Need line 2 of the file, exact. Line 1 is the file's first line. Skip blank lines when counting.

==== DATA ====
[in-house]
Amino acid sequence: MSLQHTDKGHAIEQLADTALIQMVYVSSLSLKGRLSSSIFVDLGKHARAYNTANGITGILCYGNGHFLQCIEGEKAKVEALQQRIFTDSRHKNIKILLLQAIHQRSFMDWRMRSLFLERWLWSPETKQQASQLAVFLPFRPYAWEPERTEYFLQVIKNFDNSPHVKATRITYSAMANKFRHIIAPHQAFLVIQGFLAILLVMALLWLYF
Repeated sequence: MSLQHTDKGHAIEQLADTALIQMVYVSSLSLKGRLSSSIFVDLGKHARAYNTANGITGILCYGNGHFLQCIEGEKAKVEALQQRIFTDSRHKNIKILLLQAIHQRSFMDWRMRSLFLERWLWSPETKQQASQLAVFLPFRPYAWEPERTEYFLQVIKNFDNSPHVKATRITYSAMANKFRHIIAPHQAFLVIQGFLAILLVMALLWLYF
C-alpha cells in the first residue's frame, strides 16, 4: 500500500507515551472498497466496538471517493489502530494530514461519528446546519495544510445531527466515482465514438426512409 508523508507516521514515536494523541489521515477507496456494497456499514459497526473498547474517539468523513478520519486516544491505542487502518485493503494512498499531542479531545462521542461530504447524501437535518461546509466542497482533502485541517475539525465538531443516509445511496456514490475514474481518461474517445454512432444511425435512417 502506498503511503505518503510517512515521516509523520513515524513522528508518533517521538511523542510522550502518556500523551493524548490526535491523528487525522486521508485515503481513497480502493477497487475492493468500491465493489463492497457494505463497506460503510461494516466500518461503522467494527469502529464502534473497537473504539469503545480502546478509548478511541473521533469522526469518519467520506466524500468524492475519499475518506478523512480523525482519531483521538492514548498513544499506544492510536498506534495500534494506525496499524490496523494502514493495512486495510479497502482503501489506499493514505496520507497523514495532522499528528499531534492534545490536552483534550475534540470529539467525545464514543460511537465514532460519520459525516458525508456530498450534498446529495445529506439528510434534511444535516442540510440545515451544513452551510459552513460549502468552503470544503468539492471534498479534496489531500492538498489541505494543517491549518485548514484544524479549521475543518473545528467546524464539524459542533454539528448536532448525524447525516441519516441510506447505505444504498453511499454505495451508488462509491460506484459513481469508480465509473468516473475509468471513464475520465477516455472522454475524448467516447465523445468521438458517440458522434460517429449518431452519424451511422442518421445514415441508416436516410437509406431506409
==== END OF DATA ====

Amino acid sequence: MSLQHTDKGHAIEQLADTALIQMVYVSSLSLKGRLSSSIFVDLGKHARAYNTANGITGILCYGNGHFLQCIEGEKAKVEALQQRIFTDSRHKNIKILLLQAIHQRSFMDWRMRSLFLERWLWSPETKQQASQLAVFLPFRPYAWEPERTEYFLQVIKNFDNSPHVKATRITYSAMANKFRHIIAPHQAFLVIQGFLAILLVMALLWLYF